Spring will be here before you know it, so why not shake up your garden before the bloom? Alan Titchmarsh offers some suggestions on how to do just that.
It is not in my nature to be the purveyor of doom and gloom. I am a dyed-in-the-wool optimist. Gardeners, we are told, differ from farmers in that they always think next year will be better; farmers know it will be worse. For both cultivators of the earth, there were lessons learned over the past 12 months—not all of them positive.
The most salutary was that cold snap in December of 2022. In Braemar, Aberdeenshire, for instance, on the 13th of that month, the temperature fell to -17.3˚C. The day before had certainly been cold, at -9.3˚C, but the overnight drop amounted to 8˚C. All right, so Braemar is not on a par with the southern counties of England, including my own locale of Hampshire, but even here -5/6˚C of frost saw off the likes of penstemons and shrubby salvias that we had persuaded ourselves into thinking were so much hardier nowadays than they were 50 years ago. Oh, it’s a dangerous assumption. Global warming and climate change are certainly raising the mean average temperatures across the country year on year, decade on decade, but climate is not weather and weather, as both the gardener and the farmer knows, can be at best capricious and at worst devastating.
The critical factor on this particular occasion was the suddenness of the drop in temperature, which was reflected across the country during a 10-day spell. Many plants of borderline hardiness can cope with quite low temperatures, provided that the reduction is gradual. We make use of this facility every spring with our bedding plants—gently accustoming them to the great outdoors when they have been enjoying the sheltered confines of a greenhouse. We call it ‘hardening off’. Wise were those gardeners who, as well as leaving their established penstemons, salvias and osteospermums to their own devices out in the garden, had taken the precaution of overwintering a few rooted cuttings in a frostproof greenhouse. The experience should make us all a little more wary this year and mindful of the wisdom of not taking Nature for granted.
That cold snap happened at a time of year when all gardeners take stock; noting those plants that did not do as well as expected due to old age, inhospitable conditions (too dry, too shady or too waterlogged) or the fact that they simply do not look right in a spot where once they had a starring role.
We are all guilty of indolence and this is the moment to bite the bullet and refresh the garden, when nothing much is moving and we can steal a march on Nature.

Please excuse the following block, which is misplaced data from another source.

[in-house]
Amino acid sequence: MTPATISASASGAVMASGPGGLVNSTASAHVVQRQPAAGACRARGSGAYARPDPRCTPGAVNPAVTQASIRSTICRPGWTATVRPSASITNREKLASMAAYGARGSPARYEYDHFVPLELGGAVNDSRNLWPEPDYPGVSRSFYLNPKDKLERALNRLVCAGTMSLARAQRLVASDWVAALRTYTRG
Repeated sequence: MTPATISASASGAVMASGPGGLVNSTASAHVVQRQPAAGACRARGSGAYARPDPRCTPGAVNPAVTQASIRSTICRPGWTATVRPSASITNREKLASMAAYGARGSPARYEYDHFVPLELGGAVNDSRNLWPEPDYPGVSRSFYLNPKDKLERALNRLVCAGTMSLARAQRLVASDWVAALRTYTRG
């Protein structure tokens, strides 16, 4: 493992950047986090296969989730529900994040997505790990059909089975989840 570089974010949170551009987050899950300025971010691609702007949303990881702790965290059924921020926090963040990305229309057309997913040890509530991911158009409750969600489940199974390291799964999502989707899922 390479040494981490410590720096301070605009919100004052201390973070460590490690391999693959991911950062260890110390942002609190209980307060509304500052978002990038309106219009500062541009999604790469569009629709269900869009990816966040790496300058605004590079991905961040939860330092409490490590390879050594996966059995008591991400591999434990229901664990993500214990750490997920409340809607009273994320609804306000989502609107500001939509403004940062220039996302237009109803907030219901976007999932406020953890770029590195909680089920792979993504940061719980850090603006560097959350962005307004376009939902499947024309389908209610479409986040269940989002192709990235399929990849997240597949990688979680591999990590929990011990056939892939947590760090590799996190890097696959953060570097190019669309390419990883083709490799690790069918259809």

Recommended videos for you
“Buy a greenhouse, put up a shed, but whatever you do, remind yourself that it will make a difference not only to your garden, but to your state of mind“
I am not one for New Year resolutions, but the fact that such a tradition exists does give me a nudge at a time of year when I can get a lot done before the spring rush, which will otherwise leave me feeling like one of those circus acts desperately trying to avoid the spinning plates on sticks crashing to the ground.
Already, I have planted several thousand more bulbs — naturalised in the meadow, grouped in borders and pots — and the feverish anticipation of the spring show to come, courtesy of daffodils, narcissi, crocuses and tulips, is giving me a feeling of intense positivity about the year to come. But then that is a key feature of gardening — the joy of anticipation and the postponement of gratification in an increasingly ‘have it now’ world.
If you have always wanted a raised bed for your vegetables, build it now. If there are months in your garden that are less than spectacular when it comes to flowers, order seasonal plants to replace some of the dullards that people your beds and borders. Buy a greenhouse, put up a shed, but whatever you do, remind yourself that it will make a difference not only to your garden, but to your state of mind.
Plants and gardens are great healers. There are disappointments, yes, and almost every year there will be something that does not work. But if you make sure that 2024 is not ‘same old, same old’, then you will discover the lift that is to be enjoyed from simply doing something different or planting something new or creating a new area or feature where, up until now, you have bimbled along with the status quo. Shake up your garden this winter, and wish it a Happy New Year.
Chatsworth: The gardens and the people who made them by Alan Titchmarsh is out now (Ebury Spotlight, £35)
Listen to all the episodes of the Country Life Podcast.
Resist the urge to tidy the garden and, come the frosts, you will be rewarded with a glorious display of
Writer and broadcaster Alan Titchmarsh talks through the highs and lows of the freezing conditions into which Britain was plunged
Alan Titchmarsh doesn't like tulips. He loves them.